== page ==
Role of angiotensin-converting enzyme in Bacille Calmette-Guérin-induced granulomatous inflammation. Increased angiotensin-converting enzyme levels in lung lavage and suppression of inflammation with captopril.


Lung lavage levels of angiotensin-converting enzyme (ACE)-like activity were increased in C57BL/6 mice with Bacille Calmette-Guérin (BCG)-induced chronic granulomatous pulmonary inflammation and splenomegaly. Contrariwise, ACE activity was not increased in lung lavage fluids of CBA mice that developed only minimal pulmonary inflammation in response to BCG. ACE-like activity correlated with the intensity of inflammation and Captopril, a specific competitive inhibitor of ACE activity, markedly suppressed the induction and maintenance of the BCG-induced inflammatory response in both lungs and spleen. It was necessary, however, to provide sustained treatment with large doses of Captopril in order to reduce the inflammatory response. After a single intraperitoneal injection of Captopril, ACE levels in lung lavage of BCG-injected mice were reduced but returned to preinjection levels or greater within 24 h. The highest dose of Captopril was more effective in reducing the lung fluid level of ACE in BCG-inflamed lungs. This suggests that sustained daily injections of Captopril were necessary to maintain reduced ACE levels. In vitro studies indicated that high concentrations of Captopril did not affect macrophage mobility or chemotactic activity for macrophages. Thus, ACE may act as a molecular mediator of BCG-induced granulomatous inflammation in the lung.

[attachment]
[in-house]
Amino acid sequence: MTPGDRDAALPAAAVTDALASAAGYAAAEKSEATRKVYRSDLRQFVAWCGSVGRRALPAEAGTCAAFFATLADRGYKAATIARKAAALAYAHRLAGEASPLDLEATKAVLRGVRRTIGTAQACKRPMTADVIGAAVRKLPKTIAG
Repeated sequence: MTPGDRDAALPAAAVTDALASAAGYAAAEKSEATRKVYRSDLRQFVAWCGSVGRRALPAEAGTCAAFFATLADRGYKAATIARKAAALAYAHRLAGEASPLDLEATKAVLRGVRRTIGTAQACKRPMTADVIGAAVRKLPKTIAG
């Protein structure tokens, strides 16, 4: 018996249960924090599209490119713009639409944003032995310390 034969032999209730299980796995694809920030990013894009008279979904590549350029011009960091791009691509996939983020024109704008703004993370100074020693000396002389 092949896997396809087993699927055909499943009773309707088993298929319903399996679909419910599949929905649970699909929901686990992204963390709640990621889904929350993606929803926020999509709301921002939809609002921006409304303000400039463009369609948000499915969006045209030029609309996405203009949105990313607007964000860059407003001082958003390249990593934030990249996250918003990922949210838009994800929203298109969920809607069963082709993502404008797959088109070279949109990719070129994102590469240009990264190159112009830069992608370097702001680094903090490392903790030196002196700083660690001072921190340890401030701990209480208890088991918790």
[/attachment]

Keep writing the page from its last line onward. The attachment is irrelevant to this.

Documentos Relacionados